What you’ll learn from reading this article:
- Your Indiana landlord’s responsibility for your safety
- The definition of “negligent security”
- Examples of negligent security
- The definition of “reasonably foreseeable”
Your landlord can’t possibly know about every single thing that is going to happen on the property, nor can he or she be held responsible for happenings beyond their control; however, they are responsible for making sure that you are safe.
The first provision of Indiana Code IC 32-31-8-5 states that the landlord is obligated to provide property ”… in a safe, clean, and habitable condition.” Most people correctly surmise that this applies to the maintenance and upkeep of electrical, plumbing, sanitary, heating, ventilating, and air conditioning systems, but the word “safe” involves your personal security as well.
Furthermore, legally permitted visitors (people who are legally on the property and not breaking in) fall into this category too, so if a friend comes to visit you and is attacked on the stairs by someone who entered the building through an unlocked lobby door, the landlord may have provided negligent safety protocol.
You (or your visitors) may have grounds to sue your landlord if you have been assaulted on the property as a result of the landlord’s “reasonably foreseeable” negligence.
Consult the experienced attorneys at Poynter & Bucheri for a free consultation. You can trust our attorneys to give you an honest assessment of your case and to help you understand your legal options.
Reasonably foreseeable means something that is sufficiently likely to occur such that a person of ordinary prudence would take it into account in reaching a decision. For example, if the entrance to your building is in a high crime area and lacks adequate lighting, a reasonable person would find that unsafe. It is foreseeable that someone could be harmed.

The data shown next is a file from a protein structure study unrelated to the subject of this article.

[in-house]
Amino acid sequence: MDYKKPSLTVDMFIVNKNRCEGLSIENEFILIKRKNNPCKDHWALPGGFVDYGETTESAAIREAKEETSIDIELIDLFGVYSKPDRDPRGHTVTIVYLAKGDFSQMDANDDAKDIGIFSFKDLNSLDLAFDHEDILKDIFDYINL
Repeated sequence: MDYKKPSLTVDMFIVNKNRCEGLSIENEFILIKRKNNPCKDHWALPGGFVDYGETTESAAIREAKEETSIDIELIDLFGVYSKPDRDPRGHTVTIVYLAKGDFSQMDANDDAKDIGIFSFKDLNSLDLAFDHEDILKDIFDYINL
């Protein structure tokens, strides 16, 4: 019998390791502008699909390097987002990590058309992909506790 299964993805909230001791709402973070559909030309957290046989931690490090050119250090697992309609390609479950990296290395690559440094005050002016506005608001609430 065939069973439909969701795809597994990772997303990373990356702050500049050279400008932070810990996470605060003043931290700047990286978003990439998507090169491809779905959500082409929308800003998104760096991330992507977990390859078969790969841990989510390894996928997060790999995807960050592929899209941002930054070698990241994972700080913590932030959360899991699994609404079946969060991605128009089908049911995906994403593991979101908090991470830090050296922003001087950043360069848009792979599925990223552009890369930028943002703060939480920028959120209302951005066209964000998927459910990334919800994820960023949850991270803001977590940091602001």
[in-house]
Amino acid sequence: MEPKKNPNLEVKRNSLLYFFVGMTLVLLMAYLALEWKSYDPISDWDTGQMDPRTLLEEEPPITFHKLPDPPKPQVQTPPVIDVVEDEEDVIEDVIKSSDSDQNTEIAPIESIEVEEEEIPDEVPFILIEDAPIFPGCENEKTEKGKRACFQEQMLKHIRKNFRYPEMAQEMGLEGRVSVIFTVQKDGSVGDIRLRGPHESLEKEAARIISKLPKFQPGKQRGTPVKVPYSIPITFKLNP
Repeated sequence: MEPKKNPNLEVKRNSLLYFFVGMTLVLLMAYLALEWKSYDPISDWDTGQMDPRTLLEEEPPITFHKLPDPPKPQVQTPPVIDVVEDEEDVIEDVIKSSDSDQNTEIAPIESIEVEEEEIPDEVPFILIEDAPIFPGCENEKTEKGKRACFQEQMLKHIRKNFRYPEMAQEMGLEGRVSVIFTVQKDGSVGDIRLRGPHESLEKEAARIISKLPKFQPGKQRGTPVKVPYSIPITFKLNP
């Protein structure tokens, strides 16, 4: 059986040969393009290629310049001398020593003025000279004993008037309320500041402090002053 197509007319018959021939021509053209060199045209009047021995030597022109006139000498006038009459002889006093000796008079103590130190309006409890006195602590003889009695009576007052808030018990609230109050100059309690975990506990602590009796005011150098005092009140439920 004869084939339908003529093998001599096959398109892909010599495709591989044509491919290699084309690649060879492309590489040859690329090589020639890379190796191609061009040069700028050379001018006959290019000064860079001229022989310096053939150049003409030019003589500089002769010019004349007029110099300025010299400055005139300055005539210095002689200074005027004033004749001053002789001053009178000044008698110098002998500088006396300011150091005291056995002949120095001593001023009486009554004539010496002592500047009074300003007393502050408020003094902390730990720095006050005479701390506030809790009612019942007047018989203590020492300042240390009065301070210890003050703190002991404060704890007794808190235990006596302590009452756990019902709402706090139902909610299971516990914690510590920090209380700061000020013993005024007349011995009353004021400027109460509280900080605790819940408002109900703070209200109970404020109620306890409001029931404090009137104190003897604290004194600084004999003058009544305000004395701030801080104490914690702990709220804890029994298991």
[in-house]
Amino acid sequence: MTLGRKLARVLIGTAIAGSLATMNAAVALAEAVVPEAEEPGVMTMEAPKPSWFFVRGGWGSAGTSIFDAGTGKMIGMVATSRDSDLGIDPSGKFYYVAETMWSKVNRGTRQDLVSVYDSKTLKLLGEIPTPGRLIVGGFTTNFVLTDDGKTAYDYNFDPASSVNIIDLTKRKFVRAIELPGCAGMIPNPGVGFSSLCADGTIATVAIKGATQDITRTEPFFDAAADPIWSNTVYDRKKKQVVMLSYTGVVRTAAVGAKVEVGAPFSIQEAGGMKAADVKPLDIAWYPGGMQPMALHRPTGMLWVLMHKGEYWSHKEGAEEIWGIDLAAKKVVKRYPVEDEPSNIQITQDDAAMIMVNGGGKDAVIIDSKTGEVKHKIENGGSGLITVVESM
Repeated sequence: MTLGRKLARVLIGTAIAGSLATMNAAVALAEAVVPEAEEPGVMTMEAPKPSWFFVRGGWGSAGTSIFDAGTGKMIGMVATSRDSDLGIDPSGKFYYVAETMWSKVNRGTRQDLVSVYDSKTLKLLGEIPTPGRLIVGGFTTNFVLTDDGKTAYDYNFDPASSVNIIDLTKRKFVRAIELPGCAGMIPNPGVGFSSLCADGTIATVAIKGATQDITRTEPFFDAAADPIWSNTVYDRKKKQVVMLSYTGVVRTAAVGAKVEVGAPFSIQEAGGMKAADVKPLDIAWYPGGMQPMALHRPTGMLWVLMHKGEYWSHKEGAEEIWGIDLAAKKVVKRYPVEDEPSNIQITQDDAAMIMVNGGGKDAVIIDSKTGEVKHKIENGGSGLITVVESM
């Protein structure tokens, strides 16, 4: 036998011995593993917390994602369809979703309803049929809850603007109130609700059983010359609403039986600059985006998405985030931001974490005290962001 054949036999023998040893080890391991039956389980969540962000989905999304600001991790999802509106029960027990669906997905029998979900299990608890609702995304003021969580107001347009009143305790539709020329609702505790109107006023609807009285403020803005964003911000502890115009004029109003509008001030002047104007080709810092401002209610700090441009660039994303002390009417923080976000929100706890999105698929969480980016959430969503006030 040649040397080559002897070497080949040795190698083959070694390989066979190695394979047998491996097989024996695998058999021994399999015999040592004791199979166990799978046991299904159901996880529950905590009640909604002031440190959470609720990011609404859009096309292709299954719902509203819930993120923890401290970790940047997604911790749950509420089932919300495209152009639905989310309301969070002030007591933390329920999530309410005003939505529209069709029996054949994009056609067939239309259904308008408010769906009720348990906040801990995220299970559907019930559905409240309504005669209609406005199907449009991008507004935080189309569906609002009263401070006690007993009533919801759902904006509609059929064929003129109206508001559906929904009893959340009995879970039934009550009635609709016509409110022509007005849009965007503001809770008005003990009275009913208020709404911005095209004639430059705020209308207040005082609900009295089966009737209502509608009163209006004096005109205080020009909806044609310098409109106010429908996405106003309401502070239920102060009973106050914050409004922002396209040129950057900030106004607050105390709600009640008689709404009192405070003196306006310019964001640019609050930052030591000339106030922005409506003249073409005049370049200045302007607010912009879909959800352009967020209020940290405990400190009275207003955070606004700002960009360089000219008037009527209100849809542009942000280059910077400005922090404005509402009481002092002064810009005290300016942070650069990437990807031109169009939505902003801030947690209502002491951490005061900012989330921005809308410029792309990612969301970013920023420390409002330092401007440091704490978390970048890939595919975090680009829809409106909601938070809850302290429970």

Some other examples of negligent security may include, but are not limited to:
- Lack of security guards or failure to conduct background checks on security guards
- Lack of or insufficient surveillance cameras
- Defective security equipment, such as cameras, locks, metal detectors, etc.
- Poor or insufficient lighting in secluded areas, such as parking structures, laundry rooms, lobbies, or other common areas
- Misconduct by security guards or others on the landlord’s payroll
- Doors to common areas kept unlocked or with broken locks
- Broken windows or window locks that the landlord knows about but hasn’t fixed
- Hotels with nobody at the front desk to monitor non-guests wandering in
- Untrimmed bushes by an entranceway that provide cover for dangerous individuals
Basically, your landlord is legally bound to provide a secure environment for you, other tenants, and any persons legally on the property. Any failure to do so could be considered negligent, especially if there has been previous criminal activity in the area, if the property is in a high crime area, and/or if the landlord has been told about the situation (like a faulty lock) and has not rectified it.
It is always important in any case to have documentation, so if you ever notify your landlord about something that needs attention, make sure to do it in writing. In all of these cases, the danger is reasonably foreseeable. If you or a guest of yours has been injured on the property as a result of your landlord’s negligence, you should contact an attorney as soon as possible. In Indiana, the statute of limitations is generally two years in cases of personal injury (with some exceptions).
Count on the experienced lawyers at Poynter & Bucheri! We’ll answer your questions and fight for you.